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Air Force transfers last piece of former Lowry AFB back to community

Denver and Air Force Personnel Center leaders watch as a lithograph is presented to Montgomery Force, right, by Stephen TerMaath in Denver on May 31, 2012. The presentation marked the turn-over of the Buckley Annex, the last 70 acres of the former Lowry Air Force Base, to the city of Denver. Force is the Lowry Redevelopment Authority executive director and TerMaath is the Base Realignment and Closure Program Management division chief. (U.S. Air Force photo/Staff Sgt. Kathrine McDowell)

Denver and Air Force Personnel Center leaders watch as a lithograph is presented to Montgomery Force, right, by Stephen TerMaath in Denver on May 31, 2012. The presentation marked the turn-over of the Buckley Annex, the last 70 acres of the former Lowry Air Force Base, to the city of Denver. Force is the Lowry Redevelopment Authority executive director and TerMaath is the Base Realignment and Closure Program Management division chief. (U.S. Air Force photo/Staff Sgt. Kathrine McDowell)

Terry Yonkers, the Air Force Installations, Environment and Logistics assistant secretary, speaks at a transfer celebration marking the final turn-over of the last 70 acres of the former Lowry Air Force Base to the city of Denver on May 31, 2012. Marked for closure during the 1991 Defense Base Realignment and Closure Commission, the former base is now a sustainable, mixed-use community. (U.S. Air Force photo/Staff Sgt. Kathrine McDowell)

Terry Yonkers, the Air Force Installations, Environment and Logistics assistant secretary, speaks at a transfer celebration marking the final turn-over of the last 70 acres of the former Lowry Air Force Base to the city of Denver on May 31, 2012. Marked for closure during the 1991 Defense Base Realignment and Closure Commission, the former base is now a sustainable, mixed-use community. (U.S. Air Force photo/Staff Sgt. Kathrine McDowell)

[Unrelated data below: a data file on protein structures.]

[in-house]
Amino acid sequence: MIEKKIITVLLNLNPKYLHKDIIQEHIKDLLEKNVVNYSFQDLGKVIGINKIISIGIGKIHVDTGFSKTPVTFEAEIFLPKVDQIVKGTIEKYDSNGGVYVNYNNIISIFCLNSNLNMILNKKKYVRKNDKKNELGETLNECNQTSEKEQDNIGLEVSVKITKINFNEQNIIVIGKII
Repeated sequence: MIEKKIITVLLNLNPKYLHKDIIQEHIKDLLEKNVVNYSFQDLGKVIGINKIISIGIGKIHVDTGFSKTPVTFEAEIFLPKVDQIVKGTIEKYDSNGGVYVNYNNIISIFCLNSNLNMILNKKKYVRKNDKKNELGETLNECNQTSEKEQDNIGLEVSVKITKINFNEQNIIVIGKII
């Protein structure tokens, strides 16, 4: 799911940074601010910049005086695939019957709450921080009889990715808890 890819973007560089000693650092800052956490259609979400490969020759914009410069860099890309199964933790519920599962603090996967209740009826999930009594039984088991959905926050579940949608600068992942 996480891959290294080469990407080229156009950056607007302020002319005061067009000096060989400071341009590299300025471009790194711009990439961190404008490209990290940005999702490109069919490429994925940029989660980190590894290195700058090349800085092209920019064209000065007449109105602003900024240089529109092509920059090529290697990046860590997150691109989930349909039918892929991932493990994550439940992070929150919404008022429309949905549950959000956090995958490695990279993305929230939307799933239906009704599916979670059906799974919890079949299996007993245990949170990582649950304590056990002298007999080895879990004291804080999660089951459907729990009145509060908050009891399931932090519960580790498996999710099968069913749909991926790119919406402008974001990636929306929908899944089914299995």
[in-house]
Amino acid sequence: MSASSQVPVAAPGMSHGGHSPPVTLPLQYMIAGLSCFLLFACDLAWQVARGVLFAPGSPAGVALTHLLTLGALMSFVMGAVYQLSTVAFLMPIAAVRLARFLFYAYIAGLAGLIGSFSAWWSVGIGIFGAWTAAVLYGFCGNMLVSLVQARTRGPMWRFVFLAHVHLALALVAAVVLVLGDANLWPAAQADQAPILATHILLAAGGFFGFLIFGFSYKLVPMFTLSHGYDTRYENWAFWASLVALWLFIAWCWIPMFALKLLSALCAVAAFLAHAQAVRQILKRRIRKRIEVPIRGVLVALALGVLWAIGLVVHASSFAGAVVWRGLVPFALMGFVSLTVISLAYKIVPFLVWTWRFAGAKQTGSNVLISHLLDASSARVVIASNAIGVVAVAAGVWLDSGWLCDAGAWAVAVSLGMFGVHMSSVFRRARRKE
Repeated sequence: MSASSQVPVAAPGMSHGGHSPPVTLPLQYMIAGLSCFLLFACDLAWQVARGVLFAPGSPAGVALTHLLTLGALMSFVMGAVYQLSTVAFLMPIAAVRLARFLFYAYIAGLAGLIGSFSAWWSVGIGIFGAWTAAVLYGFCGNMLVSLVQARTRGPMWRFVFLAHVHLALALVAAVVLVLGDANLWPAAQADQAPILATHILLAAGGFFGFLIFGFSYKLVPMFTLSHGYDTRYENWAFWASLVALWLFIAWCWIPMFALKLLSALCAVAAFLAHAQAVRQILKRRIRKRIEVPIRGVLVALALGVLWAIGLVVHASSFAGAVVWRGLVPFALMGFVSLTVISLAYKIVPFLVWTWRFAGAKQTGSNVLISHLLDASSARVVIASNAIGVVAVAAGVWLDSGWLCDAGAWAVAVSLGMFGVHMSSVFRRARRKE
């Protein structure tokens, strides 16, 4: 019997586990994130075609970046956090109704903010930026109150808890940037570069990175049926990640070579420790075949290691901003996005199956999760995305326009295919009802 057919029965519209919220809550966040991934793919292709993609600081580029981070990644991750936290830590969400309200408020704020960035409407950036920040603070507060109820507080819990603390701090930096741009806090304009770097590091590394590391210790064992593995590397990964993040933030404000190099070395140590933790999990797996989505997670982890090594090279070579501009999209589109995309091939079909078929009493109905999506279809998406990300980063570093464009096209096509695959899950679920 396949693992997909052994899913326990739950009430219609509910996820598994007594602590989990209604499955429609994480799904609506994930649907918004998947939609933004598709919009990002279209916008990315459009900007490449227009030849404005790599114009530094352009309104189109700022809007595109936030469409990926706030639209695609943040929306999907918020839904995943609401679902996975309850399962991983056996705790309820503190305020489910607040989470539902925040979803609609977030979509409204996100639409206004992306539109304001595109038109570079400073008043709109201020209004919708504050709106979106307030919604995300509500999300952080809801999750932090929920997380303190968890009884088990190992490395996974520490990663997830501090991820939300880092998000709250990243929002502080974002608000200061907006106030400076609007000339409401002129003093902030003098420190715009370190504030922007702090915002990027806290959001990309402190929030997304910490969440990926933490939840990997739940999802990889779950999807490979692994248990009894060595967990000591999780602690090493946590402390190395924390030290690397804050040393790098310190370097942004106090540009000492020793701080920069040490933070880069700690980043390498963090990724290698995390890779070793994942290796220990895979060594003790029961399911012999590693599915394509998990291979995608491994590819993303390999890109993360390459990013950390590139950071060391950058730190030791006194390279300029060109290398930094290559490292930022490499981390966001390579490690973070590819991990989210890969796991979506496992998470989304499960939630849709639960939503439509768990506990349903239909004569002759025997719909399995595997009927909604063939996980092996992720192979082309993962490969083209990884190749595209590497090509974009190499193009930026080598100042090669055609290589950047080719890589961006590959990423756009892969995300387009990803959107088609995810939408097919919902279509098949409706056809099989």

BUCKLEY AIR FORCE BASE, Colo. (AFNS) --

The final 70 acres of the former Buckley Annex was given back to the Denver community during a final transfer ceremony June 1 here.

Denver Mayor Michael Hancock said the old Lowry Air Force Base was once a thriving hub for the United States Air Force and its members, and is now a vibrant and prosperous residential neighborhood.

Work for the redevelopment process started almost immediately after the closure of the Buckley Annex was announced in 2005, according to Montgomery Force, the executive director of the Lowry Redevelopment Authority.

The transfer of Lowry AFB will result in approximately 800 homes with close proximity to parks, schools, jobs and transportation. It's sought to generate almost 700 retail, construction and office jobs and gain more than $5 million of positive economic growth.

Terry Yonkers, the assistant secretary of the Air Force for installations, said he was very impressed with the progress made since the closure of Lowry AFB more than two decades ago.

He described Lowry as unrecognizable after years of redevelopment and said it has been a tremendous success.

"This is the combination now of almost decades of hard work by a whole lot of folks and the community," Yonkers said. "More importantly this is the whole base transfer. You've taken everything that the Air Force had and transferred it by virtually signing the document today over to the redevelopment authority and the general community."